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Rethinking the Norm: 3 Ways to Specify the Right Facade System

Overcoming preconceived notions and considering all options

Ascent Peachtree Apartments
Ascent Peachtree Apartments. YKK AP supplied systems to the building. Eastern Glass and Aluminum was the glazier.

Rarely do we as architects and contractors define product specification as a straightforward process. And for good reason. When it comes to selecting the right system for your project, there are many factors to take into consideration.

But are the factors that you typically consider the ones you should be paying attention to? Should the building vertical or project dictate the right facade system?

Most of us have preconceived notions about which facades category is appropriate for our project, and if I’m really being honest, we all share what I like to call “tribal knowledge” that dictates our criteria for selection, be it the most economical option, a certain aesthetic, or even the basic prescriptive requirements.

Yet, with advances in facade systems and the technology that enables them over the past decade, it may be time to rethink the norm. Here are three ways to rethink how you specify product.

1. Start product specification with the end result in mind.

Approach the product specification process by looking at three basic factors.

  • First, what condition/s are you trying to apply the product to? For example, is your building in a cold weather climate or does your project require a faster close-in?
  • Second, what is the prescriptive performance requirement? Does it need to meet a specific acoustic, thermal, or blast requirement?
  • And lastly, what aspirational performance goals do you have for the project? Are you hoping to achieve LEED certification?

2. Reconsider all the products available for the facade.

Remember that “tribal knowledge” I referenced earlier? This is where it typically comes into play. In order to truly innovate our buildings, we need to retrain our brains to look at the big picture before we specify the facade.

For example, storefront has traditionally been used for typical “storefront” projects, like a one to two-story brick or stucco shopping center, and window wall has typically been the go-to facade choice for ribbon wall applications on low to mid rise office and residential buildings. Curtain wall has always been seen as the go-to application for high rise buildings.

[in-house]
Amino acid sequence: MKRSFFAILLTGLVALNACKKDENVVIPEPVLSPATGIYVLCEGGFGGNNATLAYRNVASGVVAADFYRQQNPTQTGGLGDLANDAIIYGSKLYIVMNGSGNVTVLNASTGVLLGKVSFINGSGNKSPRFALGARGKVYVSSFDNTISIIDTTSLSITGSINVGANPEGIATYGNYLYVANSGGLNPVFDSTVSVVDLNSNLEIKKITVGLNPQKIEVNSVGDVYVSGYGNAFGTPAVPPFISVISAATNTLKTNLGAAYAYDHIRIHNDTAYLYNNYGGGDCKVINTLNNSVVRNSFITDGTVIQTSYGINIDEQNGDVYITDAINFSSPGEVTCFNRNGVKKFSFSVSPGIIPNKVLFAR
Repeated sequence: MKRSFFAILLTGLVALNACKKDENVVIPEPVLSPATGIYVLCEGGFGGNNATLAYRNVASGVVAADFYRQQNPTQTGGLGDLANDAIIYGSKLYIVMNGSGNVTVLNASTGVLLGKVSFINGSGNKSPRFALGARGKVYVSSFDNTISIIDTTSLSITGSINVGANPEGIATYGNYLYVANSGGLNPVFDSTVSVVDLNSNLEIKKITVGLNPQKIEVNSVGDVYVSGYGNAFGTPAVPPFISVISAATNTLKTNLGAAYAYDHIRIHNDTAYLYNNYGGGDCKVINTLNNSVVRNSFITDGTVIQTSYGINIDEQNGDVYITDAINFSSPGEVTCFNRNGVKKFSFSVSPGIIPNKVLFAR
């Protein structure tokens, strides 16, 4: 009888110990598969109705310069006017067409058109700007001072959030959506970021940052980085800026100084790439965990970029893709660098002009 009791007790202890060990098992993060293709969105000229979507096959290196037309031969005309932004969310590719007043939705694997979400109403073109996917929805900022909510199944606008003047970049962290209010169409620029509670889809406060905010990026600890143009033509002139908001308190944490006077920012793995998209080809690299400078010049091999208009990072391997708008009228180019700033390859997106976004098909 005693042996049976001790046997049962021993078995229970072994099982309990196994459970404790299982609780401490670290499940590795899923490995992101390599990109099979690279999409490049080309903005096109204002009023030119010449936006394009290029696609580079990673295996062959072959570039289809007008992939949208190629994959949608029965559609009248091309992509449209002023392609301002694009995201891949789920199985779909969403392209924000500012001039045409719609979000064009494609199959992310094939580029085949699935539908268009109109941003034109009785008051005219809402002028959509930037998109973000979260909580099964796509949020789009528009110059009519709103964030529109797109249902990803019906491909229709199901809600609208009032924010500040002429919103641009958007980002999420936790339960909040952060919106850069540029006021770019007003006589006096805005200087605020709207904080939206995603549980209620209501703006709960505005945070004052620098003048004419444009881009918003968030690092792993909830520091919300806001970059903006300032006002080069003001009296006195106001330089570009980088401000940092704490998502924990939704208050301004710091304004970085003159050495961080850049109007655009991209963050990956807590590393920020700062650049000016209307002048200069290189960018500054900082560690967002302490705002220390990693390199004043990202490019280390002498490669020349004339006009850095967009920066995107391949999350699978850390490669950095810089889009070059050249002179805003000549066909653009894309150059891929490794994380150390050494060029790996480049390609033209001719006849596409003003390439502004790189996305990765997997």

However, in recent years, we’ve seen a desire for architects to design more creatively, with less, which makes window wall a great choice for mixed-use buildings. They compartmentalize sound and can be installed with slab edge covers to simulate the aesthetic of a curtain wall.  Not to mention, they can also be shop-glazed and installed in panels to reduce field labor and close-in time.

The bottom line—by rethinking a product’s application and understanding its true versatility, you’re no longer pigeonholed to specifying a specific facade product. You’re now choosing a solution, and have more facade options to meet your building’s needs.

3. Collaborate with all project stakeholders.

At the end of the day, the key to success is early collaboration. By getting the building products manufacturer, glazing contractor, and architect in the mix early in the design process, you can be sure to ask the right questions and deliver the right facade for every project. Remember: know the building’s prescriptive requirements, understand the design intent and any complex or unique conditions. With those basic elements, the material experts can help deliver on all of the requirements for your project in the most effective and efficient manner.


Steve Schohan

Steve Schohan

Steve Schohan is marketing and communications manager at YKK AP America, where he develops marketing strategies and leads research efforts on emerging markets and trends, with an emphasis on driving industry product evolution and innovation. Schohan has more than 25 years of experience in the construction, home improvement, retail, and consumer products industries.